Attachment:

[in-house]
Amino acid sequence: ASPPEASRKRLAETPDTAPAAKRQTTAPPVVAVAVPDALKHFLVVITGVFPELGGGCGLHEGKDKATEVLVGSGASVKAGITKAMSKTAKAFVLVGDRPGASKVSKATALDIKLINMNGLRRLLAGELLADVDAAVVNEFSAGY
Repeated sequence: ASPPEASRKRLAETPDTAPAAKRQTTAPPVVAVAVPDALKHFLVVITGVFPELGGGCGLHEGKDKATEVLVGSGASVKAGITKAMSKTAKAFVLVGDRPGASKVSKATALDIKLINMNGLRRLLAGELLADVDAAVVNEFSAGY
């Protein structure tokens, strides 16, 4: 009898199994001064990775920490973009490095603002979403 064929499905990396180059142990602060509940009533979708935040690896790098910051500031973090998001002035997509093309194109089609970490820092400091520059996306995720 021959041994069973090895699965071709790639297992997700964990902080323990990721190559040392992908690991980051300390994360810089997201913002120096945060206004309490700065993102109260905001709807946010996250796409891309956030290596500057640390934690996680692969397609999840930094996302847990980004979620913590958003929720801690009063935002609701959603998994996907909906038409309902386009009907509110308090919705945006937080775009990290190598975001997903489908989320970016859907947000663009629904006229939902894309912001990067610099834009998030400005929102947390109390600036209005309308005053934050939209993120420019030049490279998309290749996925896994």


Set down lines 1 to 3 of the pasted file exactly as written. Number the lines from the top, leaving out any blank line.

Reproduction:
[in-house]
Amino acid sequence: ASPPEASRKRLAETPDTAPAAKRQTTAPPVVAVAVPDALKHFLVVITGVFPELGGGCGLHEGKDKATEVLVGSGASVKAGITKAMSKTAKAFVLVGDRPGASKVSKATALDIKLINMNGLRRLLAGELLADVDAAVVNEFSAGY
Repeated sequence: ASPPEASRKRLAETPDTAPAAKRQTTAPPVVAVAVPDALKHFLVVITGVFPELGGGCGLHEGKDKATEVLVGSGASVKAGITKAMSKTAKAFVLVGDRPGASKVSKATALDIKLINMNGLRRLLAGELLADVDAAVVNEFSAGY